This is the first post in a series of blogs on groups and Scrum. This first blog will look into what a group is and into what makes a group into a team. In future posts I will explain more on why we do retrospectives, knowledge sharing in a group and much more. Let’s start with the definition of what a group is.
What is a group?
Take a look at these two pictures below:
Which one of these two do you consider to be a group? Most likely you chose the photo on top over the photo below. But why? Because implicitly, you already accept a definition of the term group close to the ones adopted by social psychologists:
A group consists of two or more interacting persons who share common goals, have a stable relationship, are somehow interdependent, and perceive that they are in fact part of a group (Paulus, 1989)1
So let’s build a definition.
The clearest characteristic of a group is that there are two or more people in social interaction. This can be either verbal or non-verbal (exchanging smiles in a hallway), either way, both parties must have some impact on each other to be considered a group.
Of course two people smiling doesn’t make a group immediately. Passing each other in a hallway is not a stable structure. There must be some stable structure in a group. Groups can change but there must be some stable relationships which keep the group together and functional. A constantly changing collection of individuals (people entering and exiting a train) are therefore not considered a group.
When members share a common interest or goal, it characterises another aspect of being a group. Without this common goal it is impossible to construct a group.
Are people in line for a checkout a group? They share the same goal, paying for their items they intent to purchase.
The three characteristics mentioned above, a stable collection of two or individuals sharing a common goal, do not yet make it a group. Because here comes the cool part. A collection of individuals only makes a group if the individuals involved perceive themselves to be a group. So probably the people in line for checkout do not consider themselves to be part of a group. Don’t you agree?
Why do people join groups?
We already stated that people join groups to pursue a common goals or to satisfy a mutual interest. This allows us to achieve things that would not have been possible alone. Making groups makes a lot of sense. Consider an organisation for example; this is a perfect example of a collection of groups focussing on achieving a mutual goal. However, there are other reasons why people join groups.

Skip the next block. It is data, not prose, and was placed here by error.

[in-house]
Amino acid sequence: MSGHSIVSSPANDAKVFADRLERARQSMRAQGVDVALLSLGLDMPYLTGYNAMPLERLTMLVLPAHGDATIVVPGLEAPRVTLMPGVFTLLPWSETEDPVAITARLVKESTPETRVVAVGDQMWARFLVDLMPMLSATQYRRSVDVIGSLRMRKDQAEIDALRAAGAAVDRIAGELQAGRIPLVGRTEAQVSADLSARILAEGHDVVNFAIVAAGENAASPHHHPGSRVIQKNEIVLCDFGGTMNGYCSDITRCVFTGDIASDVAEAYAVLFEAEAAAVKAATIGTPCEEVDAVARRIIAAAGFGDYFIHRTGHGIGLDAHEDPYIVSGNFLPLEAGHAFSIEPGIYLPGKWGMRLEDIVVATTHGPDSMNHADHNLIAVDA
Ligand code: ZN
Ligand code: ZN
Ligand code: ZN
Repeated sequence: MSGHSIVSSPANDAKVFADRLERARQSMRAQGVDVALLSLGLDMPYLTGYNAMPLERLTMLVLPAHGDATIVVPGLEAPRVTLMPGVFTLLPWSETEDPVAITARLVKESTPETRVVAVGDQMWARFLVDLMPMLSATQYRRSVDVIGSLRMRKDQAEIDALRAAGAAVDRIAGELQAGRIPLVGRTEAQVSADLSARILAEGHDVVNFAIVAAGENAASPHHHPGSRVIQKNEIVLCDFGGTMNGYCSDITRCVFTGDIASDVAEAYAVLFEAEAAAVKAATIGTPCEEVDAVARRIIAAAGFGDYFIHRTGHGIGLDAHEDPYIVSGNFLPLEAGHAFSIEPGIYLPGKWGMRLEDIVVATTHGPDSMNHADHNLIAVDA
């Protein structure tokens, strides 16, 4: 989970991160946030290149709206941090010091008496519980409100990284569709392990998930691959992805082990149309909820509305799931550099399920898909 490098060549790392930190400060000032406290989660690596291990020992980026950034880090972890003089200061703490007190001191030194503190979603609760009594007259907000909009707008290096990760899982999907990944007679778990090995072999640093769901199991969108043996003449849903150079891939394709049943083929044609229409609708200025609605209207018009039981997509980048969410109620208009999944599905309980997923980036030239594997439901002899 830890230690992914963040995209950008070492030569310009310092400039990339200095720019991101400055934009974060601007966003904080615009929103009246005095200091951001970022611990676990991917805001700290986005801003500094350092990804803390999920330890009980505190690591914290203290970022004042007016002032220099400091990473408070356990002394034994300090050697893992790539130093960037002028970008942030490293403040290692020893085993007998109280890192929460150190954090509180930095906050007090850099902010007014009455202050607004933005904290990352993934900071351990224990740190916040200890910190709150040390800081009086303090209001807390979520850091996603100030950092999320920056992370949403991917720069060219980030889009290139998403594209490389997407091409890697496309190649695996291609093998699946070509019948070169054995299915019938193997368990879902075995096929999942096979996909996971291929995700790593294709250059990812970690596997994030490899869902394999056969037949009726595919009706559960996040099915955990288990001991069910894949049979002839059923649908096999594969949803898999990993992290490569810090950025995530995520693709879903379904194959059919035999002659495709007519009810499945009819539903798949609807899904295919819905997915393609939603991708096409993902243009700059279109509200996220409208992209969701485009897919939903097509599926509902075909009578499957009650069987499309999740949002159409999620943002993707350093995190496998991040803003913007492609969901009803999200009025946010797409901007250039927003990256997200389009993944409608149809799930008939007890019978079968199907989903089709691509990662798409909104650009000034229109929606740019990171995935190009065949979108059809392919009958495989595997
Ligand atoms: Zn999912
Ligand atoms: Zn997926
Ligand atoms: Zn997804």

Next to satisfying mutual interests, being part of a group provides a sense of security. Finding safety in numbers. The more you are, the better you stand. Why would we have unions that represent a collection of individuals against the power of corporations?
Groups also serve basic psychological needs. People are social animals; they have a basic need to interact with others. As Maslow’s need hierarchy describes, the need for interaction, there is another need that is fulfilled by being part of a group. Being part of a group also nurtures self-esteem. Belonging to a successful group boosts self-esteem of the individual’s that are part of the group.
From groups to becoming a team
Putting some people together doesn’t make them a group immediately. Let alone make them a team. This may be a bitter pill for most managers. Usually these managers talk about resources instead of people. They are truly fond of throwing some people together and saying to them ‘you are now a team’ magically makes them a team. But for a group to become a team takes some time, in some cases this can take forever! So how does this work?
Tuckman identified five stages a group goes through before they are able to function as a team. This five stage model of group development is very well know and looks like the model below.
With every team I have coached, I have seen this pattern. Even when the team composition changes, every time the team will go through these phases.
So a collection of individuals doesn’t make a group; and a group doesn’t make a team. This takes time and requires stability.
When you have a team and when using Scrum, one of the events that really benefits from a team effort is the Sprint Retrospective. But why is the retrospective for a Scrum team this important?
When you understand the theory behind groups and teams and know about the benefits and risks being part of a team brings, you better understand why Retrospectives are this important. More on this in my next post.
1Paulus, P.B. (Ed.). (1989). Psychology of group influence (2nd ed.) Hillsdale, NJ: Erlbaum